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This may sounds silly but I have a doubt about a notation. Say I have

$$\lim_{x\to -\infty} \dfrac{3x^2-1}{x^3+4x+3}$$

The limit is obviously zero, for the polynomial at the denominator is of a higher degree than the one at the numerator.

Yet I was thinking: should we (or could we, or must we...) be more precise and write the result as $0^-$ instead of just $0$, or is that something wrong or nonsensical?

It's like when $$\lim_{x\to 0} \dfrac{1}{x}$$ does not exist unless we specify if it's $x\to 0^+$ or $x\to 0^-$, but reversed.

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    $\begingroup$ The notation $0^-$ and $0^+$ is reserved for the direction from which we approach the limit. You could use it for "from which side values approach the limit", but it is a not a common approach, plus it doesn't work in your case. $\endgroup$
    – freakish
    Oct 26, 2022 at 16:10
  • $\begingroup$ Your last limit still doesn't exist when you specify right or left side. $\endgroup$
    – Randall
    Oct 26, 2022 at 16:11
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    $\begingroup$ @Randall I meant "not exists" like not the same from left and from right. Then sure it doesn't exist in terms of real numbers, since it's plus or minus infinite. But to me a limit does not exist when it's undefined or indetermned, such as $(-1)^n$ for $n$ to $+\infty$ and so on $\endgroup$
    – Heidegger
    Oct 26, 2022 at 16:13
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    $\begingroup$ While it's not standard, it's pretty clear what it means: formally, it would mean for every $\epsilon > 0$, there exists $R$ such that whenever $x < R$, $-\epsilon < \frac{3x^2-1}{x^3+4x+3} < 0$. That would then enable you to "compose such limits" -- especially if you started writing for example $\lim_{x\to a^{\ne}} f(x)$ instead of $\lim_{x\to a} f(x)$ for limits at finite points. (But then, since there's no unique choice of what to write on the right hand side, it might make more sense to write something like $f(x) \to 0^-$ as $x \to -\infty$.) $\endgroup$ Oct 26, 2022 at 17:15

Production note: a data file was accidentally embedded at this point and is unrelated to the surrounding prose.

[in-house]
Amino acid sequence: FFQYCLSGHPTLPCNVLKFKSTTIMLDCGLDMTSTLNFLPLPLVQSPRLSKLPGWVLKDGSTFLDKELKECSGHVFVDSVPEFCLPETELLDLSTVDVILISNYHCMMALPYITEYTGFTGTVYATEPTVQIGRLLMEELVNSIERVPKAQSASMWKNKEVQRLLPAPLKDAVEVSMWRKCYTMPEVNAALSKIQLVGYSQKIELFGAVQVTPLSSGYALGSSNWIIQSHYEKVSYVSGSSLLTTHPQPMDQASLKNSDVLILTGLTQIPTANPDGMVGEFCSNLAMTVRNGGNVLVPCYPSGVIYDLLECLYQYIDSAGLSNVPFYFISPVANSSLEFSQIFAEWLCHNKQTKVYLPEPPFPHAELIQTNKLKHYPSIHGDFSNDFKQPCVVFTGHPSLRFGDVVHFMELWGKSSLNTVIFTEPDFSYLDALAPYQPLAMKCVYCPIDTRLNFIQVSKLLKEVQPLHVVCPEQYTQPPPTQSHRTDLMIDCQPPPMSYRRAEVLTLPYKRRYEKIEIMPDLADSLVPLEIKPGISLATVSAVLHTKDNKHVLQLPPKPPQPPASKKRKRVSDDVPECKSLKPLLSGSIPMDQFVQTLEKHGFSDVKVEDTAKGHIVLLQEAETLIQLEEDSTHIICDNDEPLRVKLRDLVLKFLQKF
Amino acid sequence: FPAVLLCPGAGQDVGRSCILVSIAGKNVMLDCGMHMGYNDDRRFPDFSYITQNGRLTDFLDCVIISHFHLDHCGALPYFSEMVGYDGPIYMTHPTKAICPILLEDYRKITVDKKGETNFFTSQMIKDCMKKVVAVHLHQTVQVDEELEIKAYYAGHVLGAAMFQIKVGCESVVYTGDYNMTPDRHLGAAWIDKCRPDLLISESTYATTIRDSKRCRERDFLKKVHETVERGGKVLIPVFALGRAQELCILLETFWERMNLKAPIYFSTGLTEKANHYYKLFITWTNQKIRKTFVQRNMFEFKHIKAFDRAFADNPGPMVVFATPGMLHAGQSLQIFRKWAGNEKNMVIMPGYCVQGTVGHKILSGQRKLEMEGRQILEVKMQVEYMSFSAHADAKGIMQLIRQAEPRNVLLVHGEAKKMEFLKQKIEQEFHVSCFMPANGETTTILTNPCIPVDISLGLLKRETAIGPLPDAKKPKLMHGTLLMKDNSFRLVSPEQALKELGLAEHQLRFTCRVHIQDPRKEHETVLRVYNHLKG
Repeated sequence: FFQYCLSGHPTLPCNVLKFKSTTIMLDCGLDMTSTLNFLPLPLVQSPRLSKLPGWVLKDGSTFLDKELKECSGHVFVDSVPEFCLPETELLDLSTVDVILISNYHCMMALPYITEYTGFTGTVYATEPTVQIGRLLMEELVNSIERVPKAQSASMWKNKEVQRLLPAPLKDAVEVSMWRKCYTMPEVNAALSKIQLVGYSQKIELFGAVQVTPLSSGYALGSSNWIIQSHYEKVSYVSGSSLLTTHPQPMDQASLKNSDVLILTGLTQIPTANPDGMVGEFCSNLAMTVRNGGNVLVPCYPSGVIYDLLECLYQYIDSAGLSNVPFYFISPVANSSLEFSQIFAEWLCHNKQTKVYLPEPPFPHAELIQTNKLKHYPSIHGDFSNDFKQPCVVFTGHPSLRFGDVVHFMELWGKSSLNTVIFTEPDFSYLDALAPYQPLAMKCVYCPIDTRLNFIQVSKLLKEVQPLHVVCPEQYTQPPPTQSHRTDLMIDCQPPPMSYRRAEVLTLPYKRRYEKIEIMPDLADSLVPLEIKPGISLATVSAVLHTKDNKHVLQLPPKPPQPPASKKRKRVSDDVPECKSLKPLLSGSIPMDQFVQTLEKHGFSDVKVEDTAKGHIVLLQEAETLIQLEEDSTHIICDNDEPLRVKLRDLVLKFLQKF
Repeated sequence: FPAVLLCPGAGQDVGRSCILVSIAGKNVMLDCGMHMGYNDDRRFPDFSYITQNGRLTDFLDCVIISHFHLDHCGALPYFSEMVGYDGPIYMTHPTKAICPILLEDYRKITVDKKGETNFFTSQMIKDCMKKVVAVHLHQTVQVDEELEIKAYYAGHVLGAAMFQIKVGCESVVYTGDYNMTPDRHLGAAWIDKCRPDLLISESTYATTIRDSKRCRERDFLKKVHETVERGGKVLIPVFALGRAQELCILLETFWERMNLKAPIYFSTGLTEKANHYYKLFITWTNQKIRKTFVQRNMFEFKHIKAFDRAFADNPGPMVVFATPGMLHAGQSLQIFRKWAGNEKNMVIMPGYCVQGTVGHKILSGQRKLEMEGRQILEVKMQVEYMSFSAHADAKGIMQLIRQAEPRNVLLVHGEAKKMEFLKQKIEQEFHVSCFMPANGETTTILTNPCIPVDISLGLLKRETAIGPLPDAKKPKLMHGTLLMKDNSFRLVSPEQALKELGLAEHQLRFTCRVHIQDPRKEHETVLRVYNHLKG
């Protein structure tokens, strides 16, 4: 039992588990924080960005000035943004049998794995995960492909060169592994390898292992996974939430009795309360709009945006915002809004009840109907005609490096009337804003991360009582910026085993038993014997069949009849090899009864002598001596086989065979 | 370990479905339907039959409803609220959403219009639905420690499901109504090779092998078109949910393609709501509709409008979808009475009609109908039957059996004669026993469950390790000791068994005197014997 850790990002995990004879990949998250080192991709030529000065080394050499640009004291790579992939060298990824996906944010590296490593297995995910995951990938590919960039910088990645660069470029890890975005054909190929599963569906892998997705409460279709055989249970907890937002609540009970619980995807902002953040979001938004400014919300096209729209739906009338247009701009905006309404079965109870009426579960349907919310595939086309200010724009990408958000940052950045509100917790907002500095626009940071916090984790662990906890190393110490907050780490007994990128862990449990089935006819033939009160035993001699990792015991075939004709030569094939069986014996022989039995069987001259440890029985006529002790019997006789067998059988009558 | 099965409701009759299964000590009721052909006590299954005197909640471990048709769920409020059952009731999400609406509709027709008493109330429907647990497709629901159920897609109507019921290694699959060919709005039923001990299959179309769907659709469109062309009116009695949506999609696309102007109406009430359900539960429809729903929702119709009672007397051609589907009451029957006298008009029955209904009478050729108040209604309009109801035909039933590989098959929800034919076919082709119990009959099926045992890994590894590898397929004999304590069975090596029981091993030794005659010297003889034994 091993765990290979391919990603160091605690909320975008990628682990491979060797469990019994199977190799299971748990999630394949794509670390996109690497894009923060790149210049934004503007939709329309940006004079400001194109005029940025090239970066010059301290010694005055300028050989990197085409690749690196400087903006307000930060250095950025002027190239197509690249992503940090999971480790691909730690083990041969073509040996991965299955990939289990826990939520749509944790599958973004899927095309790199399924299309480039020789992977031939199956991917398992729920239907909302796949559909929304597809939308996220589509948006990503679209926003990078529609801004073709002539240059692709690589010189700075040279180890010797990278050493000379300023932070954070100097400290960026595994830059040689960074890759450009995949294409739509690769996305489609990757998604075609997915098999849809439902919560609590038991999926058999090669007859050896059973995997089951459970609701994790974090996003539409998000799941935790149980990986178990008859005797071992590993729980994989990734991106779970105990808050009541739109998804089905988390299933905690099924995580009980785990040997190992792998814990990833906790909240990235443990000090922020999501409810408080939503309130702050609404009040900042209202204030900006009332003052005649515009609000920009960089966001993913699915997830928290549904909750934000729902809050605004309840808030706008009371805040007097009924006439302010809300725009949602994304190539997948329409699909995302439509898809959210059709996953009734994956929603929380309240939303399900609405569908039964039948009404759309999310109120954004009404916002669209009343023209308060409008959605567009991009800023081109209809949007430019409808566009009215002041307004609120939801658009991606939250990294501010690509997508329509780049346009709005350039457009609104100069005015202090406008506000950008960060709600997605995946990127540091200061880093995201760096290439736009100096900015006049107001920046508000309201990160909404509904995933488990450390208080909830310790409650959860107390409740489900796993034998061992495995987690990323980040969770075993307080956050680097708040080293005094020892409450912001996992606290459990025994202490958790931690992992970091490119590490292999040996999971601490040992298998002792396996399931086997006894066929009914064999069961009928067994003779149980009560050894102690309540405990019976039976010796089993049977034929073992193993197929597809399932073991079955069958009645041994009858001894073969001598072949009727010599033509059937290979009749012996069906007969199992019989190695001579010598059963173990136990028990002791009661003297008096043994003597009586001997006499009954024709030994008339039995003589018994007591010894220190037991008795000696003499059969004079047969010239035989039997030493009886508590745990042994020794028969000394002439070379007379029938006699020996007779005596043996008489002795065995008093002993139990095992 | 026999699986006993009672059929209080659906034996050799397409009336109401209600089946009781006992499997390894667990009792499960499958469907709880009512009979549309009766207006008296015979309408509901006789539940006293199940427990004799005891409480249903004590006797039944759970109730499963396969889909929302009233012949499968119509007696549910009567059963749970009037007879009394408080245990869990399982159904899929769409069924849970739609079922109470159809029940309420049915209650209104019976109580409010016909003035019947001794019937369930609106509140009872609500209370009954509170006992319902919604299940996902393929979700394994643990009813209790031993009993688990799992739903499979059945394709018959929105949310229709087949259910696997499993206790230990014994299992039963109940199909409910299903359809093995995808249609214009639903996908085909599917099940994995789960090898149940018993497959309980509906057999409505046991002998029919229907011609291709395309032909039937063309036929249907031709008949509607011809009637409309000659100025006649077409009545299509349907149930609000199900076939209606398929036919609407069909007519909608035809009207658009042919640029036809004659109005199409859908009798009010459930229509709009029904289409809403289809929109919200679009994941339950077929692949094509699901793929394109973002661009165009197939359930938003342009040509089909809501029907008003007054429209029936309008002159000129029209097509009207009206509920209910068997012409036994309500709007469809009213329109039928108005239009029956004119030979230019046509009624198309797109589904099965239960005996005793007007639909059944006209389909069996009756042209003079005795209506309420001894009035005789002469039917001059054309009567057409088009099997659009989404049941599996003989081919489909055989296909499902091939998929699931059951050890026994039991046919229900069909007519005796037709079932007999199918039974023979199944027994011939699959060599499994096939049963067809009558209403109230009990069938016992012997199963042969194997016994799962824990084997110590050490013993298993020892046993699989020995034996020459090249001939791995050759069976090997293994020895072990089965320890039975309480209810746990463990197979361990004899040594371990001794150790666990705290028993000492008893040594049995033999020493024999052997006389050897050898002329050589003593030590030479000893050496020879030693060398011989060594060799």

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    $\begingroup$ It's not a standard mathematical notation, but signed zero is a thing in computer floating point. For example, if you open your browser's JavaScript console and enter f = x => (3 * x * x - 1) / (x * x * x + 4 * x + 3); f(-1e150);, you'll probably see -0 as the result. $\endgroup$
    – Dan
    Oct 26, 2022 at 19:20

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The limit is a real number, so $0^-$ has no meaning in this context. It is usual to preserve the sign when we are in an intermediate step. For instance, we could write something like $$ \lim_{x\to -\infty}\dfrac{1}{\dfrac{3x^2-1}{x^3+4x+3}} = \frac{1}{0^-} = -\infty. $$

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